Survival of Species at RBG

Students Tag and Release Monarch Butterflies

Investigating the survival of species of plant and animal populations at RBG

Tag and Release monarch butterfliesIn September, the Grade 12 biology class at Hamilton District Christian High spent the morning hiking the trails at the Royal Botanical Gardens. The RBG provides critical habitats for many species at risk.

Tag and Release Monarch Butterflies
In addition to enjoying the gardens’ attractions,  students had the opportunity to tag and release monarch butterflies. The RBG has been involved in monarch- specific projects through its education department in monarch biology and conservation. In the summer, caterpillars are reared for educational programs, showing the different life stages of monarchs. In the fall, monarchs are tagged, released and migration studies begin. It was this program HDCH’s students were thrilled to participate in.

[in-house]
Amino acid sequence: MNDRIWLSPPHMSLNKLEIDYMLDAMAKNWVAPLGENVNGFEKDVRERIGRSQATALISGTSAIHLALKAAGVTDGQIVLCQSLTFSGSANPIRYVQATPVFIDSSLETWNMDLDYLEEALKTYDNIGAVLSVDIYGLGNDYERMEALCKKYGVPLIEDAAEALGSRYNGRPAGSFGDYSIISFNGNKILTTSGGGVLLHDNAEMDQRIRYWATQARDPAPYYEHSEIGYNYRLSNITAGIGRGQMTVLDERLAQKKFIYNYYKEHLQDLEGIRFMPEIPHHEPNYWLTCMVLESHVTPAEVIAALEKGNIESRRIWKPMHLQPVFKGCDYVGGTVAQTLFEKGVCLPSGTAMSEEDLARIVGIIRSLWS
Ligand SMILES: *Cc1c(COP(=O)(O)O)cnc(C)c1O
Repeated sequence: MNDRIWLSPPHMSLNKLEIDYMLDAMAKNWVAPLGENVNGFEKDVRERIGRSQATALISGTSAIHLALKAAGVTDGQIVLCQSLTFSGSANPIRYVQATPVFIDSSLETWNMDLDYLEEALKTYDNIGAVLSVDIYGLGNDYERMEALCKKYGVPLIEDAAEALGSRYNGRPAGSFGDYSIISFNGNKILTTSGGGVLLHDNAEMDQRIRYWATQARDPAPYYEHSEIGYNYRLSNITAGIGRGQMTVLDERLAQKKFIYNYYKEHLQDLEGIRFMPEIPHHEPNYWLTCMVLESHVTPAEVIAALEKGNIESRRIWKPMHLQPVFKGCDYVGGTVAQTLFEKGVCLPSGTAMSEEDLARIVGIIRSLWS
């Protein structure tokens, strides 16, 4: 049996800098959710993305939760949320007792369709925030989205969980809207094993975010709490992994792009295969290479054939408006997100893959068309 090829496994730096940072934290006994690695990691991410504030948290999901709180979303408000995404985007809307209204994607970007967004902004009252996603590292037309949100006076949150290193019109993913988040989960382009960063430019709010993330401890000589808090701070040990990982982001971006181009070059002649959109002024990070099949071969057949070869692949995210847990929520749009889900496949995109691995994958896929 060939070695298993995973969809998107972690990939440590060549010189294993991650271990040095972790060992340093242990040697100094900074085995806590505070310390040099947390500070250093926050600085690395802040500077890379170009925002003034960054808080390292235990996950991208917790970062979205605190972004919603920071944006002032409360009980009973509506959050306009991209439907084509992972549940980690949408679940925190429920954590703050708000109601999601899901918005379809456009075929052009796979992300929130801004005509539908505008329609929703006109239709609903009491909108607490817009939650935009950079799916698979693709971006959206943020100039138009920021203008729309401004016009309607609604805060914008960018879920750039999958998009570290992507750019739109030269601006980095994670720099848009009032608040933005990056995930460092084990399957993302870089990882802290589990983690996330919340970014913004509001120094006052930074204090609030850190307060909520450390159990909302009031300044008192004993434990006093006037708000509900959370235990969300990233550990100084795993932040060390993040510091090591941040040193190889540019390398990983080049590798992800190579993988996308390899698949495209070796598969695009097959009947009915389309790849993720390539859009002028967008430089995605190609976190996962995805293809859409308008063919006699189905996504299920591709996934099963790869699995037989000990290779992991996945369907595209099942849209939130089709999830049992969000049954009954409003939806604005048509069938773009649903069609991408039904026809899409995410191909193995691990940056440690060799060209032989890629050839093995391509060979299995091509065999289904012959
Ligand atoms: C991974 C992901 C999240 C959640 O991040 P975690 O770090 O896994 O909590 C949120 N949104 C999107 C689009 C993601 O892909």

Species at Risk
The students learned about Monarchs butterflies as well as other species at risk in Ontario, and the role that we in Southern Ontario can have in preserving biodiversity. The effects of invasive species like the Emerald Ash Borer and Mana Grass were apparent and students and learned about the methods being used to control them.

chickadeeIn addition to participating in an educational program, the students experienced biodiversity first hand. They had chickadees and chipmunks eating out of their hands; they observed herons, raccoons, ducks, turtles, cattails, beaver dams, woodpeckers and much more in their natural habitat.

Experiences like this make the principles being learned in Biology 12 come to life in real-world applications. HDCH’s students were thrilled to learn in the field with local experts.